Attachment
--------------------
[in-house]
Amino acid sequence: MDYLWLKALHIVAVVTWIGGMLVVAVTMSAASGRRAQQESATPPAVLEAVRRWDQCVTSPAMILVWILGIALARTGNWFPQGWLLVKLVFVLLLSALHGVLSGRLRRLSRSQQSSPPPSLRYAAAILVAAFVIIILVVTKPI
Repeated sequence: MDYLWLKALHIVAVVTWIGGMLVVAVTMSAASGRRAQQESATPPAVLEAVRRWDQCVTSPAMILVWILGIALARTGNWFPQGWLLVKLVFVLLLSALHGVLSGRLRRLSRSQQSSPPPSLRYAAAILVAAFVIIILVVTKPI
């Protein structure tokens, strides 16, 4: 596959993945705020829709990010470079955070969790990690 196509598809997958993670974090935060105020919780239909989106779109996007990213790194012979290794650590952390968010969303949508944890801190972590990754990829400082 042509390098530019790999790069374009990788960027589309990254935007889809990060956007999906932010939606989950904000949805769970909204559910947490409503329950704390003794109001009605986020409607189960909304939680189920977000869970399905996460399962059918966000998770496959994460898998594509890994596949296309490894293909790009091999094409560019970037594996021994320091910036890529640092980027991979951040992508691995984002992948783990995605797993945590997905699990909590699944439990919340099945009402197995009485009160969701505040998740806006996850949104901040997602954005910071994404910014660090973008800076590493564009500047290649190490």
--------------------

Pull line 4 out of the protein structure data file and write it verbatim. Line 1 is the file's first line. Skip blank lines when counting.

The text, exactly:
């Protein structure tokens, strides 16, 4: 596959993945705020829709990010470079955070969790990690 196509598809997958993670974090935060105020919780239909989106779109996007990213790194012979290794650590952390968010969303949508944890801190972590990754990829400082 042509390098530019790999790069374009990788960027589309990254935007889809990060956007999906932010939606989950904000949805769970909204559910947490409503329950704390003794109001009605986020409607189960909304939680189920977000869970399905996460399962059918966000998770496959994460898998594509890994596949296309490894293909790009091999094409560019970037594996021994320091910036890529640092980027991979951040992508691995984002992948783990995605797993945590997905699990909590699944439990919340099945009402197995009485009160969701505040998740806006996850949104901040997602954005910071994404910014660090973008800076590493564009500047290649190490």